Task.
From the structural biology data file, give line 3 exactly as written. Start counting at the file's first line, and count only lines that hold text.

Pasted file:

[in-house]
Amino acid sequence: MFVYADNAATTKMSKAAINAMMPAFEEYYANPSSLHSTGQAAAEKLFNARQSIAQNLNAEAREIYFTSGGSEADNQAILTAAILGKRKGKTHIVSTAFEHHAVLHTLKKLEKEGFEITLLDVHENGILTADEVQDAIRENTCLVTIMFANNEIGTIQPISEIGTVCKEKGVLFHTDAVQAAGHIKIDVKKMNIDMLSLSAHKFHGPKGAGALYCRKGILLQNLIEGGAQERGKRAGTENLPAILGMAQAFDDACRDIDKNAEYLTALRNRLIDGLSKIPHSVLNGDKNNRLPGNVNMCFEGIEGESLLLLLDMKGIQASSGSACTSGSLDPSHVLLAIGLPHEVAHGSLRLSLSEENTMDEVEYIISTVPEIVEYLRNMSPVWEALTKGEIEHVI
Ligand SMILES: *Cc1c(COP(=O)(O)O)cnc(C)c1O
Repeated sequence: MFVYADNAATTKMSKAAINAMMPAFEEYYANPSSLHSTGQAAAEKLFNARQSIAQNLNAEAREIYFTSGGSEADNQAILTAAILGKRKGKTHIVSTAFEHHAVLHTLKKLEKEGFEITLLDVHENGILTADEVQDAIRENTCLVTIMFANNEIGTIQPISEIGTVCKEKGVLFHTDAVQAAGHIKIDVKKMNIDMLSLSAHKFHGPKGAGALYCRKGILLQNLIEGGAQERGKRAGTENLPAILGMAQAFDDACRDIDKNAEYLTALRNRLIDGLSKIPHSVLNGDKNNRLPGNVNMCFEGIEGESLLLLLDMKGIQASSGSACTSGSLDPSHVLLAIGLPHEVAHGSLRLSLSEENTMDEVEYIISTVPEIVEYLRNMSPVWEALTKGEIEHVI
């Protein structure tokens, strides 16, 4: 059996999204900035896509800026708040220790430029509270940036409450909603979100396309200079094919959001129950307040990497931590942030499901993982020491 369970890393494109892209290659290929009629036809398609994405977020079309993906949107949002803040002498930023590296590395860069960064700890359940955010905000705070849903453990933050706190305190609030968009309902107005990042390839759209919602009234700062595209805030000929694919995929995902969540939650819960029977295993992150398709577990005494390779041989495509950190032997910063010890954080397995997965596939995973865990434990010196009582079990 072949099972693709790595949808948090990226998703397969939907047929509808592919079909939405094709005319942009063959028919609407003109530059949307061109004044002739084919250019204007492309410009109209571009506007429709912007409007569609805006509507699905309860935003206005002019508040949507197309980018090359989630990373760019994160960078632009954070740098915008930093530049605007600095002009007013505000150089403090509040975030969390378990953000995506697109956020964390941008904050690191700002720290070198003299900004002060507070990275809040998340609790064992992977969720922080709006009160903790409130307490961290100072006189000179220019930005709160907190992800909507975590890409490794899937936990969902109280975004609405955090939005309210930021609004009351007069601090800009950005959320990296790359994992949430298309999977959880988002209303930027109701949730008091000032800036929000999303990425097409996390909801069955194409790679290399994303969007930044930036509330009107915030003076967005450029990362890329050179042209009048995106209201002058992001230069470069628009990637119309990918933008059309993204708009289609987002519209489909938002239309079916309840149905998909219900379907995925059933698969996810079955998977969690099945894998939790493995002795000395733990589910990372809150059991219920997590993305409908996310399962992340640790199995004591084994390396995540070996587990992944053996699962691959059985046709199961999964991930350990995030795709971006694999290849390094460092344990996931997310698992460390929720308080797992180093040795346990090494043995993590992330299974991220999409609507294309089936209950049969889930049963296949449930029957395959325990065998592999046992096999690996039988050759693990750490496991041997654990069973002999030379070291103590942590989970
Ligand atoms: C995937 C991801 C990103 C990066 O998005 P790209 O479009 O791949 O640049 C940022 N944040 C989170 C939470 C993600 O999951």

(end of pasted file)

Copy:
Ligand SMILES: *Cc1c(COP(=O)(O)O)cnc(C)c1O